New Chief Diversity Officer on ‘Complex’ Task Ahead

Just one day after she officially started as Destinations International’s inaugural chief diversity officer, Sophia Hyder Hock chatted about what she brings to the CVB industry and where she’ll be focusing on making an impact.

Author: Michelle Russell       

Sophia Hyder Hock

Sophia Hyder Hock, Destinations International’s first-ever chief diversity officer, already has plans for the organizations DEI efforts.

Editor’s note: PCMA Groundbreakers is an initiative honoring industry trailblazers who represent diverse sectors of the business events community, recognizing those who have made a significant contribution to their organizations and programs that advance inclusion and equity.

To trace what brought Sophia Hyder Hock to the newly created role of Destinations International’s chief diversity officer, you need to go back to her early childhood, she said. She’s the youngest of six children — the first U.S.-born generation in her family. Her father worked for the United States Agency for International Development (USAID), which meant that the family moved around a lot, and while most of her childhood was spent in California and Washington, D.C., from the ages of 10 to 12, Hock lived in Sri Lanka.

It was her first experience living in “a very different place,” she said, “and it was then where I, at first hand, really could understand disparities in living, and in life, and in lifestyle.”

When she returned to the U.S., Hock said she struggled to reintegrate and reconcile her experiences. “It’s something that changed me forever,” she said, and led her on the path to where she is today.

Here are highlights from our interview in late February.

On getting her start in international development work

Hock was inspired from early childhood by her father’s example. “I used to go to work with him, because there was a civil war that was taking place in Sri Lanka, so I couldn’t go to school sometimes,” she said. “And I would just watch him in these meetings, treating people as equals. One of the things he always said was, ‘Always be a humble listener.’”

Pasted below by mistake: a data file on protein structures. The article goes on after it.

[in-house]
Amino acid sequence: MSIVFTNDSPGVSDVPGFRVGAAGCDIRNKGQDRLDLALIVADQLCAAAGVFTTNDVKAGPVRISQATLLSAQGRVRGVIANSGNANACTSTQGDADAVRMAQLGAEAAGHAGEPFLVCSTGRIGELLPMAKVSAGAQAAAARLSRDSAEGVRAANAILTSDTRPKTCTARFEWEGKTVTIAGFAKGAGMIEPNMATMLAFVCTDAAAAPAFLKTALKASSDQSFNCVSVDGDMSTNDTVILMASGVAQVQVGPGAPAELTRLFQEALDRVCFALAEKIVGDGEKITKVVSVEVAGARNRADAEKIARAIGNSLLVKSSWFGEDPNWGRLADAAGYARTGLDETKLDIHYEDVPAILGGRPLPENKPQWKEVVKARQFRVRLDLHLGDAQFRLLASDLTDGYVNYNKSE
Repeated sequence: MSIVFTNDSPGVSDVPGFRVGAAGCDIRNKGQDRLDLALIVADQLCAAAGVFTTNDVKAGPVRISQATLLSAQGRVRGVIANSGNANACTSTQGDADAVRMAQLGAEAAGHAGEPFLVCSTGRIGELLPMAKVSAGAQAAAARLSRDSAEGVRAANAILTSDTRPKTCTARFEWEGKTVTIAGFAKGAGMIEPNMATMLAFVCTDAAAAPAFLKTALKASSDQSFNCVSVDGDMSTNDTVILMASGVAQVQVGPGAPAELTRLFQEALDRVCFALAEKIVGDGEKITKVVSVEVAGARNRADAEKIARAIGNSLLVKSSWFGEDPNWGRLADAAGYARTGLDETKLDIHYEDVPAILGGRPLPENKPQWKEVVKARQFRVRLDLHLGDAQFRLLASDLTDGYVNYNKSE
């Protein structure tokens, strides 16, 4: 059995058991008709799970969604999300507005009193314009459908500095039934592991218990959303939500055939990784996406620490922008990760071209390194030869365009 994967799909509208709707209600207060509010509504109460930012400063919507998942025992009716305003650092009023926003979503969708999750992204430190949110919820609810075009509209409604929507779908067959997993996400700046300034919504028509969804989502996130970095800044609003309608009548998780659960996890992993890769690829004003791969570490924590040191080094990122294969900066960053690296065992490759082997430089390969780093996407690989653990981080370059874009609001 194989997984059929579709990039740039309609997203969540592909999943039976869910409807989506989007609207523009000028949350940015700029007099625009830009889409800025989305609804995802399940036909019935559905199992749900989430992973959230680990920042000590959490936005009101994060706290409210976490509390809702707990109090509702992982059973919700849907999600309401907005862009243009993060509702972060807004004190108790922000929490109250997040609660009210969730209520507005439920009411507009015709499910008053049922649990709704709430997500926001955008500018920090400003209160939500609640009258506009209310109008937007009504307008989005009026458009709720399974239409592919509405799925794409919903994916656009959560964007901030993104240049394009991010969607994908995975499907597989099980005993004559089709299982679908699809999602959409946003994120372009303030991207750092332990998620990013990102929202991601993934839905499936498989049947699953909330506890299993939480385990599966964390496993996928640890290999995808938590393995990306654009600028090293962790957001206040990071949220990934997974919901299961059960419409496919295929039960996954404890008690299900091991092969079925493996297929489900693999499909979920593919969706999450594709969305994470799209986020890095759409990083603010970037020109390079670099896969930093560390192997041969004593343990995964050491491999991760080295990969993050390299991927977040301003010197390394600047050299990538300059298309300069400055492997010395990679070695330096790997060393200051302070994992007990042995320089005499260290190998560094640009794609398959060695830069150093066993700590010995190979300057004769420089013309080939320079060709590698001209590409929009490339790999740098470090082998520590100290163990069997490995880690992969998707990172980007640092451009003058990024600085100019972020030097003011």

Over the course of her 15-year career in international development, Hock worked on “social inclusion projects, gender empowerment, and economic development projects,” living in South Africa for a short time and working in Bangladesh, “which is where I am culturally from — India and Bangladesh,” she said. “I worked all over the world and in conflict areas.”

Making the transition to the travel industry

“I segued into the travel industry in 2015, because I felt like I wasn’t creating enough impact with the work that I was doing — sustainability, sustainable goals are really important for me, especially when it comes to social inclusion,” Hock said. But it was an experience in her personal life that led to a career change. While planning to travel to a friend’s wedding in Argentina, she looked for an app that could help her pack in a way that was “culturally appropriate” along with providing “cultural etiquette advice and shopping tips,” she said. Finding none, her wheels started turning. She ended up pitching the idea for an app that would help business and leisure travelers experience destinations with an understanding of the local culture at a women’s startup weekend — and came close to winning the competition.